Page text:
Before we delved into our discussion of Dare Me, E. had a big announcement for us: she had gotten engaged a couple of days prior! We were all excited to hear the story of how L. proposed, see the ring, and find out more about their plans for a destination wedding. Such a fun surprise!
Once we settled down a bit, we talked about Dare Me and its dark, disturbing story of a high school cheerleading squad. As a writer, I found the author Megan Abbott's unique syntax, sharp dialogue, and fresh descriptions completely fascinating. At some point while reading it, I had to let go of the idea that it was a realistic story and envision it more as a fictional TV show or movie instead. The suspenseful plot and fabulous writing kept my attention (I read it in about three sittings!), but some of the events were over-the-top. And throughout the book, the cheerleaders and their coach's relationship seemed inappropriate, including drinking and sleeping over at the coach's house, getting involved in her family and her relationships, etc. Definitely a page-turner though -- mysterious and intriguing and shocking.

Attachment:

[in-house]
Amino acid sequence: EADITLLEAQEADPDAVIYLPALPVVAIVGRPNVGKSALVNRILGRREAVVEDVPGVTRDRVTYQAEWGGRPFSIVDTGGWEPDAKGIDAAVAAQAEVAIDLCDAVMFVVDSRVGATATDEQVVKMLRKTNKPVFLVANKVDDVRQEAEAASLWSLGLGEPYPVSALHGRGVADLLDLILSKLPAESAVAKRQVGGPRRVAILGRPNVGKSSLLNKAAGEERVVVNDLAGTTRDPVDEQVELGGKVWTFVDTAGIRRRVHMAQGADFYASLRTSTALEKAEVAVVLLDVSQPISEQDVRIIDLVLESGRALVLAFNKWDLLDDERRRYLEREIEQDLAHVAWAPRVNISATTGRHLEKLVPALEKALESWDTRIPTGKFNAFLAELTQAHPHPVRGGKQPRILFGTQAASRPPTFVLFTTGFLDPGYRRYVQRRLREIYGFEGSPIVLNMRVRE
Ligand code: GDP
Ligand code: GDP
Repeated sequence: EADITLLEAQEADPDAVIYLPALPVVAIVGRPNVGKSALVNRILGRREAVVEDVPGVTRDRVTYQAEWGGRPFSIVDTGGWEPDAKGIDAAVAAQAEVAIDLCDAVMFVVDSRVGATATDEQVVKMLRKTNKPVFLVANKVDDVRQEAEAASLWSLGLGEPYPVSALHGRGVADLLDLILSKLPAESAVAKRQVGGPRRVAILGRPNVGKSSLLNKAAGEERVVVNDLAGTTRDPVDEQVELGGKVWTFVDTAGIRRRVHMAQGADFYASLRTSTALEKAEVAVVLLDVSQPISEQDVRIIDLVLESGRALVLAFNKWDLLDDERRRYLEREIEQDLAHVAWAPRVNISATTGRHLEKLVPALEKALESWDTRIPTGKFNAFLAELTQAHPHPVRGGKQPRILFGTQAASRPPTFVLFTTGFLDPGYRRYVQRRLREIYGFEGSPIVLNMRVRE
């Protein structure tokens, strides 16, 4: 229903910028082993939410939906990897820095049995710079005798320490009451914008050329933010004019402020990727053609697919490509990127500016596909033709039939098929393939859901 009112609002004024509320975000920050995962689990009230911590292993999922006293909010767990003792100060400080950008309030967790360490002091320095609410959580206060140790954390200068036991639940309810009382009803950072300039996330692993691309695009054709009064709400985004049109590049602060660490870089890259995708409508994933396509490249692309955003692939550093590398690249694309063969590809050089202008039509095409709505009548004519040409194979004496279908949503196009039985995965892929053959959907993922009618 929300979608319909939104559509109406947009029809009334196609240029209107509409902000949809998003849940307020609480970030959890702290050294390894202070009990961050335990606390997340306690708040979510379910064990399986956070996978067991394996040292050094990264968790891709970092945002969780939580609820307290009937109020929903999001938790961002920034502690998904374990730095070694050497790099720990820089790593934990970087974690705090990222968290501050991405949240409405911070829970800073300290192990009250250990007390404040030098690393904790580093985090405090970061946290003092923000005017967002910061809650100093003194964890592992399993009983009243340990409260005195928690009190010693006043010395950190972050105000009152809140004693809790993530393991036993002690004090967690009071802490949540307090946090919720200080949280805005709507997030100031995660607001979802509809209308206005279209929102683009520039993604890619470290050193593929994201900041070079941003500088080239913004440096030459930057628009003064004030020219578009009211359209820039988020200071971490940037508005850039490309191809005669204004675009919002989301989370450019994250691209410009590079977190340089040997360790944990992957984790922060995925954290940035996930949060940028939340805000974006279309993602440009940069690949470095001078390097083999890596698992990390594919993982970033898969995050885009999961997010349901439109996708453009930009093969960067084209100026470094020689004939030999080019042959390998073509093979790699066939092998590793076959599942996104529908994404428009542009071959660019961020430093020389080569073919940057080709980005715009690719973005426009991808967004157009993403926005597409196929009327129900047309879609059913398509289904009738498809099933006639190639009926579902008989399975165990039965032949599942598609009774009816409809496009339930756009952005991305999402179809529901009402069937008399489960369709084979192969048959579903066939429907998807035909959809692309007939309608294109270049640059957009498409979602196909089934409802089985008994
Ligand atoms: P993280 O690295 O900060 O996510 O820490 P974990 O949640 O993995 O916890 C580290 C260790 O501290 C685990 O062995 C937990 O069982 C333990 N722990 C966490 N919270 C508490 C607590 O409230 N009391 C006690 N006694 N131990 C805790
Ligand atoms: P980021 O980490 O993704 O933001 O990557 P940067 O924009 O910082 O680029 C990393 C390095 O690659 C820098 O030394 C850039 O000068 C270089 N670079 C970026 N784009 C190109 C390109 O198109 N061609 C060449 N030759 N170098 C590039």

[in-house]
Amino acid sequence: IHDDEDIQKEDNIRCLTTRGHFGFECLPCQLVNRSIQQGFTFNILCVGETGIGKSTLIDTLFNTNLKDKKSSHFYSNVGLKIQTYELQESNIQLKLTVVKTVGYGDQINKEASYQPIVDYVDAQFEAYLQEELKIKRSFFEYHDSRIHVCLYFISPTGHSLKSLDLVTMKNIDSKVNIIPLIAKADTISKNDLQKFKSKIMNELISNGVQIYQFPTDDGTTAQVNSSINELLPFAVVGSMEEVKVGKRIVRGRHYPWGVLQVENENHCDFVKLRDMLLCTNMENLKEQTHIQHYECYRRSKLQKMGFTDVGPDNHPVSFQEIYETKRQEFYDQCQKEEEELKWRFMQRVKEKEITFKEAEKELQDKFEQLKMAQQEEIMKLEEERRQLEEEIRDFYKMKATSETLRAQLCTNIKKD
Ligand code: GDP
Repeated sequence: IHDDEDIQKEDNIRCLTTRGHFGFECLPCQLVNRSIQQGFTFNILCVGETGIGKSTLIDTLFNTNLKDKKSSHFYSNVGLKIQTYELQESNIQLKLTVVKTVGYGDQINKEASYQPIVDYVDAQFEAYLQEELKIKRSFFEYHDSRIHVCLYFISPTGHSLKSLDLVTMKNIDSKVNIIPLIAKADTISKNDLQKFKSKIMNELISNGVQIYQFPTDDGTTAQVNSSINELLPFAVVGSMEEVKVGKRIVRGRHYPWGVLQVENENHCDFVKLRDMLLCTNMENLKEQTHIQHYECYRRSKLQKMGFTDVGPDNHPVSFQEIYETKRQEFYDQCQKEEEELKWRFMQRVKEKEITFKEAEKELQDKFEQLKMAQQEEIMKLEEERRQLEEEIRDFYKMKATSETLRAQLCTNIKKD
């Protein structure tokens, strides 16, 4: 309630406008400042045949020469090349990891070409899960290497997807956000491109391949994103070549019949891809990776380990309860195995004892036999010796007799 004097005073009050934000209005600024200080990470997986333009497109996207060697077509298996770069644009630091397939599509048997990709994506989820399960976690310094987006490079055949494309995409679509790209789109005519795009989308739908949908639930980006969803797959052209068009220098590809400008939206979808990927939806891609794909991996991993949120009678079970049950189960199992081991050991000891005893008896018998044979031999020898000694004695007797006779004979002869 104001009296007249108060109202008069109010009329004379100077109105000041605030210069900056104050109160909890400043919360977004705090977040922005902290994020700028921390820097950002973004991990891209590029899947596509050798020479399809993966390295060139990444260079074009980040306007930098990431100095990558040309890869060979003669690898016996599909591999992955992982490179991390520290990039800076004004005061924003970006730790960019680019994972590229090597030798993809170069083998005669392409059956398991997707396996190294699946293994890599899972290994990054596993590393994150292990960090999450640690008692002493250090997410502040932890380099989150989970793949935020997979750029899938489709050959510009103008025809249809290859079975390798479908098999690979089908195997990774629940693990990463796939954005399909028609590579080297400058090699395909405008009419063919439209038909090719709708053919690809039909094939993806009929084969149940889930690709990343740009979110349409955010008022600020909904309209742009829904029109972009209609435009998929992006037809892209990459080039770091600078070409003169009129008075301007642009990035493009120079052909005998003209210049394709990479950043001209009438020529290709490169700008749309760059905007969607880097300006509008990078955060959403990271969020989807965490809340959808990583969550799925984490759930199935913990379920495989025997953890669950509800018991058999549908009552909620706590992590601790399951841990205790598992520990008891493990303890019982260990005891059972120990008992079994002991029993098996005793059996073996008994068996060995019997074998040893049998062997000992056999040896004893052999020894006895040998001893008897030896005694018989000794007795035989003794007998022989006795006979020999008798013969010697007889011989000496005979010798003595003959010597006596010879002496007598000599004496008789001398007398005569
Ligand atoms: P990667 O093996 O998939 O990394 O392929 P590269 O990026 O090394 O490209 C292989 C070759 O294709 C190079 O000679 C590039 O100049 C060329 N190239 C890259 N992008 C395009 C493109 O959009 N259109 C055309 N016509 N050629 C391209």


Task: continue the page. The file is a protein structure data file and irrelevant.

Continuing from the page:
Our next selection is the classic book A Tree Grows in Brooklyn by Betty Smith. I read it years ago as a young girl, so I'm excited to re-read it and discuss it at our next meeting.
Francie Nolan, avid reader, penny-candy connoisseur, and adroit observer of human nature, has much to ponder in colorful, turn-of-the-century Brooklyn. She grows up with a sweet, tragic father, a severely realistic mother, and an aunt who gives her love too freely--to men, and to a brother who will always be the favored child. Francie learns early the meaning of hunger and the value of a penny. She is her father's child--romantic and hungry for beauty. But she is her mother's child, too--deeply practical and in constant need of truth. Like the Tree of Heaven that grows out of cement or through cellar gratings, resourceful Francie struggles against all odds to survive and thrive. Betty Smith's poignant, honest novel created a big stir when it was first published over 50 years ago. Her frank writing about life's squalor was alarming to some of the more genteel society, but the book's humor and pathos ensured its place in the realm of classics--and in the hearts of readers, young and old.